Early Christopher Durang was venomous. He strode onto the scene with a spectacularly damning indictment of the Catholic Church (and this was before revelations of pedophilia). The Church lashed back and priests told parishioners to stay away from SISTER MARY IGNATIUS. There were picketers and counter-protesters outside the theaters. Good times!
The latter Christopher Durang is clever and cheeky but mostly just plain silly. Mind you, that’s OK. I’m always thankful for reasons to giggle. And laugh we all did at Happy Medium Theatre’s BABY WITH THE BATHWATER (playing through Feb. 22nd).
Director Lizette M. Morris has a first rate cast to screw up poor baby’s upbringing. If Mommy and Daddy weren’t frightening enough, Durang summons the Nanny from hell. Then a stranger appears at baby’s cradle to insure some heavyweight anxiety.
Morris and Dierdre Benson create maximum laughs with an ingenious little ’50s house outfitted with skewed planked walls so we can see who’s coming and going and who’s standing in the rain. (Even the rain is hilarious!) Their vintage commercials (“See the USA in your Chevrolet”) add the delicious frosting to the cake.
Denise Drago is truly scary as the irrationally unprepared mother who would rather have given birth to a best seller. Jeremy Towle makes father loopy in Act I but just wait ‘til Act II some thirty years later, when he’s thoroughly bonkers, swatting away at imaginary owls. Nicole Howard gets to play several roles to the hilt, especially the noxious nanny, as does Drew Linehan, who gets laughs just by tilting her walk in Act I.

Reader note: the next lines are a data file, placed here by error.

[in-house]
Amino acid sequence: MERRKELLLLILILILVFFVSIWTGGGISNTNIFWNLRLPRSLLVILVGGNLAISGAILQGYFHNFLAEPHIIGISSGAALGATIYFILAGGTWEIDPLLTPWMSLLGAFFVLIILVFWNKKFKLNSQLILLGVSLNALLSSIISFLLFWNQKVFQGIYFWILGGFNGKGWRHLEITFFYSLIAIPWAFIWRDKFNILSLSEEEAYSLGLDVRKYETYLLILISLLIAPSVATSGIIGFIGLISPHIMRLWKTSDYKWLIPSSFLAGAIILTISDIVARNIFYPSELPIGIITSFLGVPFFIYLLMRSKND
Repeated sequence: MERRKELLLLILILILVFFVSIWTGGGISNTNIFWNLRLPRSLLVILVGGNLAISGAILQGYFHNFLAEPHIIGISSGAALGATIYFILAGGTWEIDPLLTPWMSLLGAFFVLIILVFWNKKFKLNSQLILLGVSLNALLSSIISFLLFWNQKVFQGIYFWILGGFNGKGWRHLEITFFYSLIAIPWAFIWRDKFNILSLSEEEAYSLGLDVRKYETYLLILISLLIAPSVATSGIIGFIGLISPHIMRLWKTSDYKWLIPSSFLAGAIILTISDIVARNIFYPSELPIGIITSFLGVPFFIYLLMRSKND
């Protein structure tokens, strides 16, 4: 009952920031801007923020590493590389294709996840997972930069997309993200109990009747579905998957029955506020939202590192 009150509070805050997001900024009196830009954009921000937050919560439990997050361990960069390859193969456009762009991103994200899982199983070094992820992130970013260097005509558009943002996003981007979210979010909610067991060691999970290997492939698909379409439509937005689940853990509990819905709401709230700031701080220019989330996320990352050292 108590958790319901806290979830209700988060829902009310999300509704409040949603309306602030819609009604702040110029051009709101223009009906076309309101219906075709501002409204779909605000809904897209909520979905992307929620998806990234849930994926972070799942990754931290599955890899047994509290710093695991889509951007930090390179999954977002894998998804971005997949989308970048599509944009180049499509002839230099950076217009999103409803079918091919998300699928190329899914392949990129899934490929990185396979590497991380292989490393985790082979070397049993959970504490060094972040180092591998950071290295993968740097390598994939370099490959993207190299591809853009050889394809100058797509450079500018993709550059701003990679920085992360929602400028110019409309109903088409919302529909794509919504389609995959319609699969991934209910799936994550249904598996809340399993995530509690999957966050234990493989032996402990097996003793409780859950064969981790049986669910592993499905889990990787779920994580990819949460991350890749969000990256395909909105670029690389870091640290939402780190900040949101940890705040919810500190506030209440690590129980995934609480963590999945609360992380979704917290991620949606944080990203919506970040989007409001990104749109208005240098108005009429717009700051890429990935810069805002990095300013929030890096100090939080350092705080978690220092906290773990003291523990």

Mike Budwey as Baby Daisy (don’t ask, it’s a DNA thing) gets terrific mileage out of his ten years of sessions with an unseen shrink (a funny, Austrian voiced Benson), recounting his fears of buses and laundry. His deer in the headlights ride on the therapist’s elevator is niftily crafted by lighting designer Greg Jutkiewicz.
Costumer Megan Becker scores with her fifties dresses and Daisy’s azure sweater the exact color of Budwey’s eyes. The great thing about the Factory space is that you see everything up close, down to every exacting absurdist detail.